Monday, July 16, 2012

Population Law: The 1% Approximation

As a good rough first approximation of what a real, moral and rational population-law would look like, I submit that we as a species should not use more than 1% of the least available living resource (rainfall, freshwater, aquifer, arable land, CO2-fixing, whatever) (LALR) that we use on this planet.

Obviously we will use more than that in our industrial and urban cores and surrounding suburban countours, but all that should be counterbalanced by law by preserve elsewhere.

Also, land which could be connecting preserves and preserves to significant landforms (river, coast) should be counted as somewhat more valuable as preserve and in terms of preserve needed to counterbalance.

And some lands and landforms should of course be given enhanced protection (heads of watersheds, karst, forest, habitats of significant endangered species) and counted as even more valuable in terms of preserve needed to counterbalance (if other than grandfathered/conservation-easement-overlaid development/habitation is to be allowed at all).

Also, the issues of CO2- and heat-generation should be considered to see whether they represent significant enough population-pressures on our planet to be counted along with or even before the foregoing (I believe simple heat of population and its effect on rainfall is a direct cause of many of Florida's, California's and Australia's problems, and no doubt elsewhere, including throughout history).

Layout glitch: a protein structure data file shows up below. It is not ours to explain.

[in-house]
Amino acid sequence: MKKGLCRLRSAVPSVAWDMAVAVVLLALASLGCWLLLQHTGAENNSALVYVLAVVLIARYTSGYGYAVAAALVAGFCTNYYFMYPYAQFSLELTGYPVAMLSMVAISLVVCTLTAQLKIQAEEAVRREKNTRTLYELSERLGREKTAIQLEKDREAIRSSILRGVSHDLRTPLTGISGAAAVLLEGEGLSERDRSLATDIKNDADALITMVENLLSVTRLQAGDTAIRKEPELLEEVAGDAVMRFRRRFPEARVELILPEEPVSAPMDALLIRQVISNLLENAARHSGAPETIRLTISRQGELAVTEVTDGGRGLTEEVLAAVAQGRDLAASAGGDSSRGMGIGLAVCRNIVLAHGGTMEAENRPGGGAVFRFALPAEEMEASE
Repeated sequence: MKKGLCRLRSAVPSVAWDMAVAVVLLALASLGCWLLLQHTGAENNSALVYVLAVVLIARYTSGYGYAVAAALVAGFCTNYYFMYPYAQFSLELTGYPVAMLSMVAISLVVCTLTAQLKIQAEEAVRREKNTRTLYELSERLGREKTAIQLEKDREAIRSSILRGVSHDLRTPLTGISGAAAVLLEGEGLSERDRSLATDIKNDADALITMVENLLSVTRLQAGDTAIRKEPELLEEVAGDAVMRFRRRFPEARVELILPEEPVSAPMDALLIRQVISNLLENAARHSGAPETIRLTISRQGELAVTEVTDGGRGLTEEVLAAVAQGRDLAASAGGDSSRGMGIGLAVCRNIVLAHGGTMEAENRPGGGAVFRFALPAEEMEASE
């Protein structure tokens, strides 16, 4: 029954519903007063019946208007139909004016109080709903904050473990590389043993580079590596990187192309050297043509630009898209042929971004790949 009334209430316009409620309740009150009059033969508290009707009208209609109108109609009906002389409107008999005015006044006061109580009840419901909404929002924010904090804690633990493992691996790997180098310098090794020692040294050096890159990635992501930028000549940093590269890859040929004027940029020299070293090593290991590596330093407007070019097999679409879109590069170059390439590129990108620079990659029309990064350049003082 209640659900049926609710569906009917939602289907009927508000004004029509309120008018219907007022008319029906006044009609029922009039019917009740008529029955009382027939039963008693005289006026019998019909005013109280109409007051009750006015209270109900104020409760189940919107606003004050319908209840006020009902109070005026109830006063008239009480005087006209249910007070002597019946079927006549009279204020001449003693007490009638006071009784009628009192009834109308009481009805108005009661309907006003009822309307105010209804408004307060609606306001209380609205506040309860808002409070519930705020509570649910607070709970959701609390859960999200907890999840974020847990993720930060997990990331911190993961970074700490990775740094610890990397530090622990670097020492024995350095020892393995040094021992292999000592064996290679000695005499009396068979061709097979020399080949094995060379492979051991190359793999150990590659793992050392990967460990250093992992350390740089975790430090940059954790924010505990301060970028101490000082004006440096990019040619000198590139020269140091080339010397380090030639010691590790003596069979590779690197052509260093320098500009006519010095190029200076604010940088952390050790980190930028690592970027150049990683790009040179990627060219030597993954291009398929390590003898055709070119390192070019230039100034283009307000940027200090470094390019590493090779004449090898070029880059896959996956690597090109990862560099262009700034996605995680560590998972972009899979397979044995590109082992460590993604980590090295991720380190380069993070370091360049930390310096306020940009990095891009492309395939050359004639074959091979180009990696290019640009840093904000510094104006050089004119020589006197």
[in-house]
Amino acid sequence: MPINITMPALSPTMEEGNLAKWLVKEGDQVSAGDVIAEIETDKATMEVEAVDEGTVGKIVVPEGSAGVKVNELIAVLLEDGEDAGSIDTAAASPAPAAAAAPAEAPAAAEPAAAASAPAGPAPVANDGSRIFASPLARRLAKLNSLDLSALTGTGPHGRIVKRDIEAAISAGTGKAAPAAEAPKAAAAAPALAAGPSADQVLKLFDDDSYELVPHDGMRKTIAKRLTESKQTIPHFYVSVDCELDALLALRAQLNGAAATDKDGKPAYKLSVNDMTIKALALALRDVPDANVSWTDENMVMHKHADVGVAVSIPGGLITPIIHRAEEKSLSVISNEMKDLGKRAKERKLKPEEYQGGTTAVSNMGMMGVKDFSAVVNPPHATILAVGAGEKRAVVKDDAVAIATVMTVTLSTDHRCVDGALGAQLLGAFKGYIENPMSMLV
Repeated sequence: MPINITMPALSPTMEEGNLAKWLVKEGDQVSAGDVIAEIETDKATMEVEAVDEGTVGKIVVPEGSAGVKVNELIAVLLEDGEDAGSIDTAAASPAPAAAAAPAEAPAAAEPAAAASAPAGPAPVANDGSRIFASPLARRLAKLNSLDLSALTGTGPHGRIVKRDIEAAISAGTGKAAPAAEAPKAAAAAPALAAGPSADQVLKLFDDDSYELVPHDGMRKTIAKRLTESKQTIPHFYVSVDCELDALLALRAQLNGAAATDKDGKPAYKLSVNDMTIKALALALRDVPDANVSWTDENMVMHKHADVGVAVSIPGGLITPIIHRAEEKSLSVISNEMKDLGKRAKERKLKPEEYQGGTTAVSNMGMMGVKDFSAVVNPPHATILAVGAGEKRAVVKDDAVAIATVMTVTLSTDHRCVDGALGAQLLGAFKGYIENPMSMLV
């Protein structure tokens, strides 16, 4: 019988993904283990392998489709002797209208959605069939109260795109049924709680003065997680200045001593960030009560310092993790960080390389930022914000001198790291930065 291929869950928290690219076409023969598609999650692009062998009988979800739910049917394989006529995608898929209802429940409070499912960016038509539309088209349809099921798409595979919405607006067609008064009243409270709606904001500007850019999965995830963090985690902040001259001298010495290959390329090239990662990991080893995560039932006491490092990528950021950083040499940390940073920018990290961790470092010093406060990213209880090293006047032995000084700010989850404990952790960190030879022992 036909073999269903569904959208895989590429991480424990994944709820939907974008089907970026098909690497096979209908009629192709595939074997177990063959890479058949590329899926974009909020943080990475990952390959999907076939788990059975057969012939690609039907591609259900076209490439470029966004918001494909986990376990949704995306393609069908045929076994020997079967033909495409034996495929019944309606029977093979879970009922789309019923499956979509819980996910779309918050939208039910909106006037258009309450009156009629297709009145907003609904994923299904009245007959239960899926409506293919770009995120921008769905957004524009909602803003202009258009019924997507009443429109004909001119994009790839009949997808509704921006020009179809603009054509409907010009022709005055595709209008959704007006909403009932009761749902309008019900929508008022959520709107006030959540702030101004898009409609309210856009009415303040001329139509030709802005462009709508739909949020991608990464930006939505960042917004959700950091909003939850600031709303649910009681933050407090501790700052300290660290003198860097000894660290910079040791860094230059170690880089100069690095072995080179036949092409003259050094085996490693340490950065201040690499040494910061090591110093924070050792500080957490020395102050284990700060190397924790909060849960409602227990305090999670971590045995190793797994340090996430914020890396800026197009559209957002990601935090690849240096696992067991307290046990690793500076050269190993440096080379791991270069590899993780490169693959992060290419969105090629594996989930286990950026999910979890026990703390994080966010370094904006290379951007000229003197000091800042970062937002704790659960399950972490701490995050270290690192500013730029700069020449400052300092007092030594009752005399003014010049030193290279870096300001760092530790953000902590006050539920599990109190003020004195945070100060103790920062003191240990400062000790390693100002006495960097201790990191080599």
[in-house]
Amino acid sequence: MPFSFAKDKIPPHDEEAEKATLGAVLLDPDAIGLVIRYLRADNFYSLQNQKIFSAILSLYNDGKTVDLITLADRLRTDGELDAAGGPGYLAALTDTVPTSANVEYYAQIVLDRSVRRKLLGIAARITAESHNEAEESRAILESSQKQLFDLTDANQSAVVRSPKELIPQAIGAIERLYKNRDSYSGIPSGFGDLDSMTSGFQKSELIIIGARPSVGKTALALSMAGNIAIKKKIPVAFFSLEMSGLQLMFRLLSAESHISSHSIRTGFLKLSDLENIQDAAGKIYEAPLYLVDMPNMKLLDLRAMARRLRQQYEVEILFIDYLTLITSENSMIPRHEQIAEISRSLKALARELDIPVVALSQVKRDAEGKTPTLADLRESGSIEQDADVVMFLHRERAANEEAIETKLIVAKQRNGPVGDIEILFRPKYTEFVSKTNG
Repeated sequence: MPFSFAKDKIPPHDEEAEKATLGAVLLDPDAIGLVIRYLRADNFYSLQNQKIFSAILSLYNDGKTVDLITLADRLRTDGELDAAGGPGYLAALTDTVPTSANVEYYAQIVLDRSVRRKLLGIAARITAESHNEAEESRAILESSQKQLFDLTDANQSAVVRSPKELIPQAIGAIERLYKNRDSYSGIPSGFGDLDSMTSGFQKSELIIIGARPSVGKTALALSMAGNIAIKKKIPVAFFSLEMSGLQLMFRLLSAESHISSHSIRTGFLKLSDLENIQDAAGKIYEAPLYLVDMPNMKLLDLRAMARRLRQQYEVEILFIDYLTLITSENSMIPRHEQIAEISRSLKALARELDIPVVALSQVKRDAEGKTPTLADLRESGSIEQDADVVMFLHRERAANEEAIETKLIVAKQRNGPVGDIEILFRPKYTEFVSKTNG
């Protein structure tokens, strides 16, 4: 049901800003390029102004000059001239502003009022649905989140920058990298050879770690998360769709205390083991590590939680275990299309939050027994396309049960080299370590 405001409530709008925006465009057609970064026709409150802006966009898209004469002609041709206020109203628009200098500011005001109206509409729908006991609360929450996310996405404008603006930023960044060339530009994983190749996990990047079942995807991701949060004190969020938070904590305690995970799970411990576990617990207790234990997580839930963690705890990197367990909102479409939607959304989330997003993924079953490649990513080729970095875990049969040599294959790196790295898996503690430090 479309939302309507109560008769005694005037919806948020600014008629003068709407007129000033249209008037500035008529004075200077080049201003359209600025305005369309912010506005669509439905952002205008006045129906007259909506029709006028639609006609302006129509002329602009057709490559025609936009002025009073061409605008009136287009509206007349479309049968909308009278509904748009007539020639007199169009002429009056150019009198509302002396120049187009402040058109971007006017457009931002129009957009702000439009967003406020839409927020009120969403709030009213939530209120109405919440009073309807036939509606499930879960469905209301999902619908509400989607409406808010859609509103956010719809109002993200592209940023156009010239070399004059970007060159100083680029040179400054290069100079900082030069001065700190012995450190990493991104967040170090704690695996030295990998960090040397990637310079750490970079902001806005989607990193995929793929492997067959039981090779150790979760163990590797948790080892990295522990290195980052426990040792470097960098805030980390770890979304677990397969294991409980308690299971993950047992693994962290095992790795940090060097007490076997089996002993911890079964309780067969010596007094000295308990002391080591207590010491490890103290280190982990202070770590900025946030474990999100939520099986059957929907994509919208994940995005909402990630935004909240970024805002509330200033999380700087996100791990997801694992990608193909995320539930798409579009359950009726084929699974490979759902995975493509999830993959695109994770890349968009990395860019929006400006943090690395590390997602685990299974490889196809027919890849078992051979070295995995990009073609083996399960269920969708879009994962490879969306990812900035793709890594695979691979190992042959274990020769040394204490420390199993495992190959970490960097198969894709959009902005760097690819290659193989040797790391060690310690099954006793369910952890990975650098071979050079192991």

The foregoing represent the sort of constraints on our numbers I submit a real, moral and rational population law would be based on.

Obviously, our population at present undoubtedly far exceeds anything imaginable under such law.

I do however believe, unlike, apparently, some "Greens", that we as a species have just as much right to live as any other, and as a technological species.

A one-child-per-couple law is the least-onerous of all transitional laws to get (ever more) slowly to where we need to go, with more allowed where that would cause vanishings of subpopulations, and also where voluntary restraint causes population to actually dip below the desired level, such extra children allotted by lottery and raffle, and perhaps a very small number by auction (proceeds of raffle and auction to be split between social and green budgets).

(See also my posts "The Overpopulation Equation", "Geocide" and Photonomics: The Photosynthetic Economy.)

Keywords: conservation, ecology, law, overpopulation, population, sustainability


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